UK Adults Display 'Strikingly Bad' Financial Skills
A new study has indicated a lack of basic maths skills among many adults across the country.
One in four people found it difficult to work out how much change they should receive in a shop and one half were unable to understand a financial line graph.
The data, compiled by researchers from Cambridge University and University College London showed many people had “striking weaknesses” when it came to simple financial skills. The conclusion was reached after interviewing a cross section 16-35-year olds in 31 different countries and asking them a range of different maths questions. Certain nationalities were found to perform well across the various tasks they were set with, namely Finland, Estonia and Japan. Towards the bottom end of the table were England and Northern Island with countries like Turkey, Israel, Italy and Spain for company.
Professor John Jerrim who authored the study said the figures showed how the UK “is facing a crisis in terms of adults’ financial literacy skills”.
“We all need to be able to conduct basic financial calculations in order to make rational well-informed decisions,” he said.
“This includes how much we should save into our pensions, understanding the financial implications of borrowing money from payday loan sites, through to whether we can really afford to buy a particular house.”
The study made four main points regarding its findings
- One in four adults struggled to work out how much change they were owed in a shop when buying something. In Spain, England and Italy however this figure rose to one in three.
- One in three adults found it difficult to determine the price they paid for a product when they were given a price per unit, e.g. per gram or per litre.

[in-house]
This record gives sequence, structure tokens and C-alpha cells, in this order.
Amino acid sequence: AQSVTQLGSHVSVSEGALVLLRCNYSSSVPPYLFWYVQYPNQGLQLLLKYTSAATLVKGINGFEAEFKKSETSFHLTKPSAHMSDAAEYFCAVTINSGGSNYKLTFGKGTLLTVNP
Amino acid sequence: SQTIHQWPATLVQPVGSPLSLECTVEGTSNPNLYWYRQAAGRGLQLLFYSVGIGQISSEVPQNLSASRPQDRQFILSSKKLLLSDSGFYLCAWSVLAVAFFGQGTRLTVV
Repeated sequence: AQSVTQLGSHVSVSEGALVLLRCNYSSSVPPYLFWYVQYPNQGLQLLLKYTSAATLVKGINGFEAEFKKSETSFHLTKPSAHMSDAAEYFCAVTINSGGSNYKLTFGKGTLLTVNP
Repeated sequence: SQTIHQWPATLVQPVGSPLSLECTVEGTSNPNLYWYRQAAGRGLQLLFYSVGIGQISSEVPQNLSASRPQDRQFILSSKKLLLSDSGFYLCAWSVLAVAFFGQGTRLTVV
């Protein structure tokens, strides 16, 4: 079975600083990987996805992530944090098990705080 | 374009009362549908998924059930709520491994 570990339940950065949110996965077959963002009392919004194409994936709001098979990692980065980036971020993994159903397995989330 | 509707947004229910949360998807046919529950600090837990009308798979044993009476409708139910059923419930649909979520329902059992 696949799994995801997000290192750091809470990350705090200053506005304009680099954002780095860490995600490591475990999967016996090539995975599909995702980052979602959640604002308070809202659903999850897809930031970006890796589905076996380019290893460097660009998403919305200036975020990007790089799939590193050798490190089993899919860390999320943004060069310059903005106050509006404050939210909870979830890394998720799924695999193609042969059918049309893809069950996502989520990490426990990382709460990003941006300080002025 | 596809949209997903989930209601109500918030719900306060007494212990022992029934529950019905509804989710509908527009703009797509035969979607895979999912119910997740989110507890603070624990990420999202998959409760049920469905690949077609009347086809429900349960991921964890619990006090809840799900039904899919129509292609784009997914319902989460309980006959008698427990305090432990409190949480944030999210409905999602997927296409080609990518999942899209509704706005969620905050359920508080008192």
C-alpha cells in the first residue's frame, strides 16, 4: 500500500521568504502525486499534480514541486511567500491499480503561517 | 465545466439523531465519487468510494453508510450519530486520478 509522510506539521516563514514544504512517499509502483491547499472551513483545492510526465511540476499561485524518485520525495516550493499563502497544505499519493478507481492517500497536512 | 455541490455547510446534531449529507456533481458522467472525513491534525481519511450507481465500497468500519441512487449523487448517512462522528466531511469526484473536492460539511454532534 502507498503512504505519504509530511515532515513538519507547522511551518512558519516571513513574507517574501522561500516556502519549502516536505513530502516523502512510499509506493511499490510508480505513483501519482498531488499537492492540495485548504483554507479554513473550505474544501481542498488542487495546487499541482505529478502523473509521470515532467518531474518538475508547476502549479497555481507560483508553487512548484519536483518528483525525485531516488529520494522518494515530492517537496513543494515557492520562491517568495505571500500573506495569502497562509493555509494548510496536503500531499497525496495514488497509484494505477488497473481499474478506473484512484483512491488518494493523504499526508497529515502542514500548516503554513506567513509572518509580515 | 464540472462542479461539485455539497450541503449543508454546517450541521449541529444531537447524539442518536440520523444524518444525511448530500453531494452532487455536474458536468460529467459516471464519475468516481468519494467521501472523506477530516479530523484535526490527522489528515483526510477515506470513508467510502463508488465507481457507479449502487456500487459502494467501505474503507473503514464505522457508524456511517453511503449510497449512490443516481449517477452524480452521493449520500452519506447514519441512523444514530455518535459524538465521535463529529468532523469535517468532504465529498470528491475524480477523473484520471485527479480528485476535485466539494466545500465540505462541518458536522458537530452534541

- Around one half couldn’t decipher a financial line graph which are generally used to relay information about a country’s economy. In Greece, Italy, Turkey and Chile this figure rose to three quarters.
- The majority of people interviewed couldn’t accurately work out discounts on complicated transactions.
Apprenticeships and Skills Minister Anne Milton said: “We do need to improve adult numeracy skills, but it’s of note that even in the best performing countries the test is still failed by one in four people.
“Almost half of working-age adults in the country currently have the numeracy levels we expect of primary school children. Numbers are part of everyday life – we use them when cooking, shopping, planning journeys, planning meals and budgeting. All adults can sign up to take free maths qualifications to learn the skills they need to get on in life. They range from entry level all the way up to GCSE and will include financial calculations and real-life scenarios. Last year half a million adults enrolled on a course.”